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Isabel Beasley talks about studying dolphins, and her favorite books.

The threat to the Mekong Irrawaddy River dolphin...

READERSVOICE.COM: There are only around 100 Irrawaddy River dolphins in the Mekong River.
What caused the population to drop over the years?
ISABEL BEASLEY: During the 1960s a fishing lot owner in the large lake in Cambodia…didn’t like dolphins near his lot eating the fish, so he ordered his staff to kill as many as they could over a month period.
We actually talked to one of these men during our surveys and he said that they would catch up to 50 a day.
Then the war really continued the killings.
During the Khmer Rouge period (1975-79), it has been reported, many dolphins were killed by the Khmer Rouge for petrol for boats and motor bikes.
After the war, the soldiers, reportedly, used the dolphins for target practice.
This seemed to occur throughout the river and we have reports in some areas where people would see whole groups of dolphins floating dead downstream.
Now the two big problems are accidental entanglement in gillnet fishing gear, and eco-tourism.
Tourism is now increasing in Cambodia with many people wanting to see the dolphins.
However, the local boat drivers do not adhere to guidelines, use their engines around the dolphins, and there are too many boats at one time.
This is becoming a huge problem for the dolphins.
RV: What has to be done to save them from extinction in the Mekong River?
What measures should be implemented, or would you implement, in an ideal world?
IB: Last year there were 18 dolphins that died from various causes (half of these calves).
This is a very high mortality rate for such a small population but they obviously are able to breed very well.
I think there is still a good chance that the population can be saved but only if conservation efforts are effective in the next few years.

The main measures to be implemented would be: prohibit any deliberate killing, by law;
prohibit illegal fishing (such as large mesh size gillnets, electric and dynamite fishing);
have agencies provide support to local communities adjacent to dolphin critical habitats, to manage the conservation area where boat speed and gillnet fishing is controlled;
manage the tourism more effectively (e.g. prohibit the use of engines around the dolphins) and ensure some of the benefits from dolphin-watching go back to local communities;
raise awareness amongst local communities about the importance of dolphins and conservation of fisheries and their habitat;
and continue the rural development program with CRDT to assist local communities to encourage their co-operation with conservation measures.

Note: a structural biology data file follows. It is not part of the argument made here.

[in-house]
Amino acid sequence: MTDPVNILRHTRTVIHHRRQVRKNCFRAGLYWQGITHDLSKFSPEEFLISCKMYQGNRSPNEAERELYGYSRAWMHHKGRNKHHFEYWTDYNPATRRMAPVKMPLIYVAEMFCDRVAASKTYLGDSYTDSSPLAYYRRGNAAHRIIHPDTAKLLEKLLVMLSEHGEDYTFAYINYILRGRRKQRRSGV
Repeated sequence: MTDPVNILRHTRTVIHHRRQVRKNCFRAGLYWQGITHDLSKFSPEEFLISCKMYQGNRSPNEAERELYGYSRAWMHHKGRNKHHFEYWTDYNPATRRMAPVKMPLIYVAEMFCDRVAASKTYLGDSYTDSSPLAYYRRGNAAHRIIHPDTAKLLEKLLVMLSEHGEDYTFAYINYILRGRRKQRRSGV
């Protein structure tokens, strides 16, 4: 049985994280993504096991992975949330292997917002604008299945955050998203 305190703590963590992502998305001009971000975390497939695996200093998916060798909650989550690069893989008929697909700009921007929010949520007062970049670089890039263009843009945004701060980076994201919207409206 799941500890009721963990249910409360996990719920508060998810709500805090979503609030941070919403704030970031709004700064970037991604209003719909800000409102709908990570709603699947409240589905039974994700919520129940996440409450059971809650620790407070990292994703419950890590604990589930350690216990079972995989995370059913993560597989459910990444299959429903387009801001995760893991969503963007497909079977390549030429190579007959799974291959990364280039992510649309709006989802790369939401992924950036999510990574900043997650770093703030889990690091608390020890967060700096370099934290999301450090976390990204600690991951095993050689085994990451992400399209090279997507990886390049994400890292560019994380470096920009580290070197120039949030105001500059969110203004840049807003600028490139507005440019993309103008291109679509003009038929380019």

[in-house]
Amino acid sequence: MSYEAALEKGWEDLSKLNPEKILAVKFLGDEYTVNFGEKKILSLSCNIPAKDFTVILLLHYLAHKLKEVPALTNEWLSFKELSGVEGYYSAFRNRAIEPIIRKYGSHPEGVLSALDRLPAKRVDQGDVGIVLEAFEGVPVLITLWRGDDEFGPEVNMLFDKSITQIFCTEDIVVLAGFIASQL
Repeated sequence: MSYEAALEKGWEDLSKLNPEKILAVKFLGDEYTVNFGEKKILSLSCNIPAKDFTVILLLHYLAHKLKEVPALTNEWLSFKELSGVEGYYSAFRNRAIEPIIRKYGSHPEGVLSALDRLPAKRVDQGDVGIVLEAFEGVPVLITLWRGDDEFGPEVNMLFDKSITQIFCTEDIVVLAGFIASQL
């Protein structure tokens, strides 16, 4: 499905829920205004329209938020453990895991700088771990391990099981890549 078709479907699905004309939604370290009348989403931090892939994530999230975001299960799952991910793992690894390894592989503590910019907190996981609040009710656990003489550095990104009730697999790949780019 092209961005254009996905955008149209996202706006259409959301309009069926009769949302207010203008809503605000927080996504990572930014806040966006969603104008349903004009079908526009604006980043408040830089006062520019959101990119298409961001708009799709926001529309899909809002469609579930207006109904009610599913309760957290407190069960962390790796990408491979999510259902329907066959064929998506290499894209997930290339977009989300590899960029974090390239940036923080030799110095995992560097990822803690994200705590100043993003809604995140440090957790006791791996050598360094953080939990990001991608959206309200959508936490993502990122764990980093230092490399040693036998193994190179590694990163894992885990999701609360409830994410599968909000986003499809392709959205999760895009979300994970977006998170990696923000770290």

The dolphins still have a chance because of the following:
The dolphins live in only 190 km of river and in nine critical habitats;
local people revere dolphins and the river stretch is very sparsely populated;
calves are still being born;
political and government support is strong to assist with conservation efforts;
and I have intensively researched this population for four years, which has resulted in development of a comprehensive conservation and management strategy on the ways forward for conservation.
If it is not possible to conserve this population, then I would doubt that any river dolphin population has a chance in Asia.
RV: What is the attitude of the locals on the Mekong River to the Irrawaddy River dolphin?
IB: Local Khmer people have very positive attitudes towards the dolphins and revere them.
There is a local folklore that the dolphin is a reincarnated woman.

However, there are some Muslim communities that still hunt and kill dolphins when the dolphins travel below Kratie.
Problems do, however, begin when government regulations are brought in demanding local communities stop fishing in areas because of the dolphins.

Fishing is the only way many local people can feed their families and they would rather have to kill a dolphin, to get them out of the area, than see their children starve.
Also, additional problems occur when some villagers take out tourists to see dolphins (getting a month’s wage for a single boat load of tourists) but other villagers are not allowed.
Again, this is unfair and the villagers that are not allowed to take out tourists have no incentive to conserve the dolphins.
All of these factors could be managed properly but it is a continual uphill battle with politics and money issues in a developing country
RV: The Irrawaddy River dolphins are also in places like Hinchinbrook Island in North Queensland. Does the population stretch from there to places the Bay of Bengal or is only in a few areas along the way?
IB: Irrawaddy dolphins are also found along northern Australia and PNG (Papua New Guinea – ed.)
However, thanks to my ‘OE’ measuring dolphin skulls, the efforts of Peter Arnold from the Tropical Museum of Queensland, and genetic research with a colleague, Kelly Robertson, in America, the Australian population of Irrawaddy dolphins are soon to be classified as a separate species to the Asian stock.
This makes conservation efforts in Australia and Asia more urgent.
Throughout their coastal distribution, the Irrawaddy dolphin is restricted to habitats that have significant freshwater inputs – therefore they are found in very small and localised areas.
RV: What are some of your plans?
IB: I hope to finish my PhD by the end of this year.
After that I would like to continue research and conservation work on the Mekong River Irrawaddy dolphin population.
I am also very interested to help local scientists in other developing nations to begin research and conservation projects on river dolphins in their area.